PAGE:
Party Candidate Votes % Elected
Independent Kenneth Alexander Blatchford 8,314 65.28% Green tickY
Independent James Ramsey 4,421 34.72%


Six seats open. 11,851 valid votes.

Quota of votes was 1693. This number guaranteed election but it was possible to be elected with fewer.[2]

Two southside candidates had to be elected.[3]

Party Candidate Initial Votes Elected
Labour James East 3,004 Green tickY
Independent Ambrose Bury 1,993 Green tickY
Independent William Rea 1,150 Green tickY
Independent James McCrie Douglas 928 SS Green tickY
Independent Thomas Ducey 789
Labour James Findlay 707 Green tickY
Independent Archie Rendall 703
Independent Joseph Duggan 563 SS Green tickY
Independent J. J. McKenzie 420 SS
Independent Esther Saunders* 380
Independent J. Boyd McBride 317
Independent A. K. Putland 312 SS
Labour H. J. Pallot 308
Labour Jan Lakeman 265 SS

14 candidates ran for the six seats open this year.

10 counts were required to see all the seats filled under the STV/PR system in use.

As votes were transferred in the nine counts that followed the first count, the candidates' relative popularity changed. Ducey and Rendall received many initial votes but did not get quota and did not get enough votes in later counts to get a seat.

Rea was third in the first count but did not receive many vote transfers and eventually was declared elected to serve one-year term, the consolation prize. He was the least popular (last elected) of the northside candidates.

As seen in the above vote tallies, the front runners in the first count were mixed, belonging to both Independent (business) and Labour slates. This was the result of single voting in a multi-member district.

East and Bury were elected on first count, receiving quota. Their surplus votes were transferred to prevent waste and to ensure rough proportionality of the election result.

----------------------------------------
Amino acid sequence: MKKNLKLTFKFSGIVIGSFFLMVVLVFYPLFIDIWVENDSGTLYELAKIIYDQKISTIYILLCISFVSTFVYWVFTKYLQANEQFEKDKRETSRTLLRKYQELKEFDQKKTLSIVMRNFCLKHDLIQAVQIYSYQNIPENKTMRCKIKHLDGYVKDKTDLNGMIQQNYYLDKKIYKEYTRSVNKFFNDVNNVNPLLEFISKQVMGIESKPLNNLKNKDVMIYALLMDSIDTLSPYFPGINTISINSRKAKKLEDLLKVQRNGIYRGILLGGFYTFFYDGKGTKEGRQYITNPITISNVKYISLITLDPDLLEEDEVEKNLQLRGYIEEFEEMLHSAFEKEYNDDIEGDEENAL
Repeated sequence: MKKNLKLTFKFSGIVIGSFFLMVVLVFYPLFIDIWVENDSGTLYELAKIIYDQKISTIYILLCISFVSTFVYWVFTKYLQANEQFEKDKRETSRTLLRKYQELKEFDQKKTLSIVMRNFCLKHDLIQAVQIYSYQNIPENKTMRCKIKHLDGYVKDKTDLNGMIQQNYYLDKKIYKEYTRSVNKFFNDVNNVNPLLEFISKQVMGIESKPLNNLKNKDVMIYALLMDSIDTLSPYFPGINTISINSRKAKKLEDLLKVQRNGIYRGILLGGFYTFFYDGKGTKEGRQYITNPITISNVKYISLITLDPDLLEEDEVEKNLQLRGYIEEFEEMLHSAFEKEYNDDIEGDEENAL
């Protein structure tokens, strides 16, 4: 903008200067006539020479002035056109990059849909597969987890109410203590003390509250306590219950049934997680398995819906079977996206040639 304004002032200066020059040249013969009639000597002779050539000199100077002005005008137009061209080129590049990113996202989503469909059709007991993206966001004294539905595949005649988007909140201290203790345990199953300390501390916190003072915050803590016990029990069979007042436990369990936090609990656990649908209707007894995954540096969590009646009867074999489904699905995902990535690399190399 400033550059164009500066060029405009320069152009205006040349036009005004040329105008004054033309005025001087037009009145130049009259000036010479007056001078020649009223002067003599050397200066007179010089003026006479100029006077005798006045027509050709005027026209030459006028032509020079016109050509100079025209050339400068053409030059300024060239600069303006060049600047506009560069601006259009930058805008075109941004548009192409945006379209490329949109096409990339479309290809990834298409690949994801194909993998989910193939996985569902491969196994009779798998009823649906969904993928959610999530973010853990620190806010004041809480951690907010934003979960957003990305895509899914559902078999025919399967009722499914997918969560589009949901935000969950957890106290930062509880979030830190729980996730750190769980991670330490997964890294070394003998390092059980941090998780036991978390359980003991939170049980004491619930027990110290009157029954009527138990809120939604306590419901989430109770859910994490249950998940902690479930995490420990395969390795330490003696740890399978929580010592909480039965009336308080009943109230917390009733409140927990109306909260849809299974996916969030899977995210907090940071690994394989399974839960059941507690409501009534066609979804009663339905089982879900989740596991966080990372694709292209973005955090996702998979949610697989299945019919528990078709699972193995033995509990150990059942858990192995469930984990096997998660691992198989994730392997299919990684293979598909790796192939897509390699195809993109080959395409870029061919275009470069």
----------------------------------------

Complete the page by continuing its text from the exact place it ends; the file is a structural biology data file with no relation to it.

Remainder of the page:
The second count was the distribution of East's surplus votes. Findlay received enough vote transfers from East to achieve quota on the 2nd count.

The 3rd Count was transfer of Bury's surplus votes. The 4th count was transfer of Findlay's surplus votes.

Then the least-popular candidates were eliminated one by one until the next seat was filled. Lakeman, Pallot, Putnam, McBride, Saunders and McKenzie were eliminated before that happened.

Rea achieved quota on the 10th count to take a seat. His surplus votes were not transferred because the field of candidates was such that the remaining seat would be immediately filled.

Rea's election left only two seats empty (and four candidates still standing).

Northsiders Thomas Ducey and Rendall, and two southside candidates were left standing by this point.

No southsiders had been elected so the two remaining seats had to be filled by southsiders.

Rendall and Ducey were eliminated, there being no northside seats left to win.

The two southside candidates (Douglas and Duggan) were allocated seats to fill the two vacancies for guaranteed southside representation, as was announced the next day.[4]